Scientists map light behaviour in nature-inspired materials
Researchers at King’s College London, in collaboration with European research institutes ICFO (Barcelona) and AMOLF (Amsterdam), have succeeded in mapping how light behaves in complex photonic materials inspired by nature.
Scientists are said to have broken the limit of light resolution at the nanoscale and delivered a fundamental insight into how light and matter interact, which could lead to the development of enhanced biosensors for healthcare and more efficient solar cells and displays.
According to a statement, optical measurements of light waves at the nanoscale have always been limited by the resolution of the optical microscope, but researchers were able to break this limit using a new technique that combines electronic excitation with optical detection to explore the inside of a photonic crystal and study the confinement of light.
Working with a spatial resolution of 30nm, scientists examined the structures at a resolution more than 10 times smaller than the diffraction limit for light, revealing a greater understanding of how light interacts with matter to create, for example, the visible iridescence phenomena observed in nature on the wings of butterflies.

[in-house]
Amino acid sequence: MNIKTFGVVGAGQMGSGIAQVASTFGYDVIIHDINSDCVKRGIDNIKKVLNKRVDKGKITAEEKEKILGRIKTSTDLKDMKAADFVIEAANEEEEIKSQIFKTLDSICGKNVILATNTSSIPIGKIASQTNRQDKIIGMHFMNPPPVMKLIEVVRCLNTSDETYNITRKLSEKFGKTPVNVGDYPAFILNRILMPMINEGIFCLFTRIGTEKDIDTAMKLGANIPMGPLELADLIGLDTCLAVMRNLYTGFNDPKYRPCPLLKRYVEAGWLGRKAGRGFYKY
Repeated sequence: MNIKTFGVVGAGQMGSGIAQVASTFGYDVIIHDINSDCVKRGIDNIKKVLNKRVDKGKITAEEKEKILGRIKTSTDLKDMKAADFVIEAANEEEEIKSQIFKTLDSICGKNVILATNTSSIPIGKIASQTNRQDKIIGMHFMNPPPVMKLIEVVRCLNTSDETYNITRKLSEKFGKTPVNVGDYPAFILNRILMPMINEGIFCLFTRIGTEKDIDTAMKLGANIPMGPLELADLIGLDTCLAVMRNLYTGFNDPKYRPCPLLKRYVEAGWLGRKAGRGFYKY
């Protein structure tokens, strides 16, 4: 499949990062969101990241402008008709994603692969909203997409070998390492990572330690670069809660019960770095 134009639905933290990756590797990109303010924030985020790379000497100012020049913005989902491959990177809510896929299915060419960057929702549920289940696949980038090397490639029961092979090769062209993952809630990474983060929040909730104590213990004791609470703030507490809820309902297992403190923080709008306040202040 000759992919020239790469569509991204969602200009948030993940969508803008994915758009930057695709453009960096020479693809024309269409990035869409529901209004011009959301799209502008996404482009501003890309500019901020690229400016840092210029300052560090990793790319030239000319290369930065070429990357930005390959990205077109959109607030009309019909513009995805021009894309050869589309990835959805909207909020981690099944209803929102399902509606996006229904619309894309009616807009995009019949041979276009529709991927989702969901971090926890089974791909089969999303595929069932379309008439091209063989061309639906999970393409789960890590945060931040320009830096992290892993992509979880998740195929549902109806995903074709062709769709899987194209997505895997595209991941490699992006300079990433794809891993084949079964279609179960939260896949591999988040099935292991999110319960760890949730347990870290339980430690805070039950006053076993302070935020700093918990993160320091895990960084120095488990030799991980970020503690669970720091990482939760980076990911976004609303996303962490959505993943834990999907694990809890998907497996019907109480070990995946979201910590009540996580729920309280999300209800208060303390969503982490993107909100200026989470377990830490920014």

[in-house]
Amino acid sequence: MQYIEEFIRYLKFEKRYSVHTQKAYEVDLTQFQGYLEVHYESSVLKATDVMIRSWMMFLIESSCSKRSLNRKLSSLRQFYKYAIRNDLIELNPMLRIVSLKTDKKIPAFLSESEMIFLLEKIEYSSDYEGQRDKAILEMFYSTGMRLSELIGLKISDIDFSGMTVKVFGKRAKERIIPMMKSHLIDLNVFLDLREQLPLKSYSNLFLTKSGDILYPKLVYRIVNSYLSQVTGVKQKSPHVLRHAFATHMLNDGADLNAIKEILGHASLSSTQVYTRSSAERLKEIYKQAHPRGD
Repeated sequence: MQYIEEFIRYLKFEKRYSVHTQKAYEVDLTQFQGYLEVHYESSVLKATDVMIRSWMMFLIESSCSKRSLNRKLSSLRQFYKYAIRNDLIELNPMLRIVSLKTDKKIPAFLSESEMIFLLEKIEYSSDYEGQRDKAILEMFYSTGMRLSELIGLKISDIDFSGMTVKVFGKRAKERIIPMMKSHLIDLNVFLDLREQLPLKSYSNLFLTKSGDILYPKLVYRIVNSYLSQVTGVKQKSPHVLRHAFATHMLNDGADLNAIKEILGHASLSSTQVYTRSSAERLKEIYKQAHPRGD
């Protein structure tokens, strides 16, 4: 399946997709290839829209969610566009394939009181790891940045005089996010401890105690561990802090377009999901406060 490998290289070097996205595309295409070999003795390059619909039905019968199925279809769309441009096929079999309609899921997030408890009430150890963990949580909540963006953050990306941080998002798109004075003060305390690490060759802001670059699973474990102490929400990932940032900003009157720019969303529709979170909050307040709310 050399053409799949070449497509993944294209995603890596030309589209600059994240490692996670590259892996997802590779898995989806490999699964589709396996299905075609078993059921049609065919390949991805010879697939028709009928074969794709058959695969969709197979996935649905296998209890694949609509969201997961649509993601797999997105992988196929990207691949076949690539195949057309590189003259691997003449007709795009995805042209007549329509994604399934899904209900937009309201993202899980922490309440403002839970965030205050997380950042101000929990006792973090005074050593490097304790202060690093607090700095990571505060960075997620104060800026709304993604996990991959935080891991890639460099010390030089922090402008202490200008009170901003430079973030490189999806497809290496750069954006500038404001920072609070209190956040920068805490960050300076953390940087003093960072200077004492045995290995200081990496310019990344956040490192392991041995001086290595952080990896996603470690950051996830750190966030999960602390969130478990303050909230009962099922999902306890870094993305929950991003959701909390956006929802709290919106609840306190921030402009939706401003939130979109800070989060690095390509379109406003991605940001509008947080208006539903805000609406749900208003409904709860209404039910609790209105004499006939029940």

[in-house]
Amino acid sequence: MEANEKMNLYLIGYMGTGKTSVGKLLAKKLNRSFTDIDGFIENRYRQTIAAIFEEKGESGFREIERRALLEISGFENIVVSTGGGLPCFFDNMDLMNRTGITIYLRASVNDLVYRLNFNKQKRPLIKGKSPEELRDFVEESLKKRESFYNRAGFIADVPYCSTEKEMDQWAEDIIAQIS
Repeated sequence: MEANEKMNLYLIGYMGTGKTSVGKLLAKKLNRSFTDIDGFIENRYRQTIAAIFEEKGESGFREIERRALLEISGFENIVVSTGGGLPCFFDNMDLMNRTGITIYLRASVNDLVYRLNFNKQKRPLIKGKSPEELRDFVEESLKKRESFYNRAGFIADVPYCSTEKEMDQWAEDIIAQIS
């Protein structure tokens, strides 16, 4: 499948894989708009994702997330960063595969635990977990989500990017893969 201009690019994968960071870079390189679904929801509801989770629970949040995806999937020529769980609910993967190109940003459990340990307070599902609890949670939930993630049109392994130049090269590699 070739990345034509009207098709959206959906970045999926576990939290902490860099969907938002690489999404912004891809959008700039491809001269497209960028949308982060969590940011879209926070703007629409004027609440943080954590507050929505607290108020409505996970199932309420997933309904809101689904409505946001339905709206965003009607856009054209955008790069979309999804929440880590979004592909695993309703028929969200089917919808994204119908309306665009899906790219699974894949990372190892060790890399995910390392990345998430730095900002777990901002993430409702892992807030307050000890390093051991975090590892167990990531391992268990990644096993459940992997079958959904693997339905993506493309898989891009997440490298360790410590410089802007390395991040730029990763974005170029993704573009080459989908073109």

Dr Riccardo Sapienza, from the Department of Physics at King’s College London, said: ‘This is very important as it allows scientists to test optical theories to a new level of accuracy, fully characterise new optical materials and test new optical devices.’
The collaborative research has been published in the journal Nature Materials.
The team constructed an artificial two-dimensional photonic crystal by etching a hexagonal pattern of holes in a very thin silicon nitride membrane.
Photonic crystals are nanostructures in which two materials with different refractive indices are arranged in a regular pattern, giving rise to exotic optical properties. Natural photonic crystals can be found in certain species of butterflies, birds and beetles, as well as in opal gemstones.
The photonic crystal inhibits light propagation for certain colours of light, which leads to strong reflection of those colours, as observed when such materials ‘catch the light’. By leaving out one hole, a very small cavity can be defined where the surrounding crystal acts as a mirror for the light, making it possible to strongly confine it within a so-called ‘crystal defect cavity’.
The scientists based their research methods on a technique called cathodoluminescence, whereby a beam of electrons is generated by an electron gun and impacted on a luminescent material, causing the material to emit visible light. Prof Albert Polman and his group in AMOLF modified this technique to access nanophotonics materials.
Sapienza said: ‘Each time a single electron from the electron gun reaches the sample surface, it generates a burst of light as if we had placed a fluorescent molecule at the impact location. Scanning the electron beam, we can visualise the optical response of the nanostructure, revealing features 10 times smaller than ever done before.’
With major advances in nanofabrication techniques, it has become possible to construct artificial photonic crystals with optical properties that can be accurately engineered.
These structures can be used to make high-quality nanoscale optical waveguides and cavities.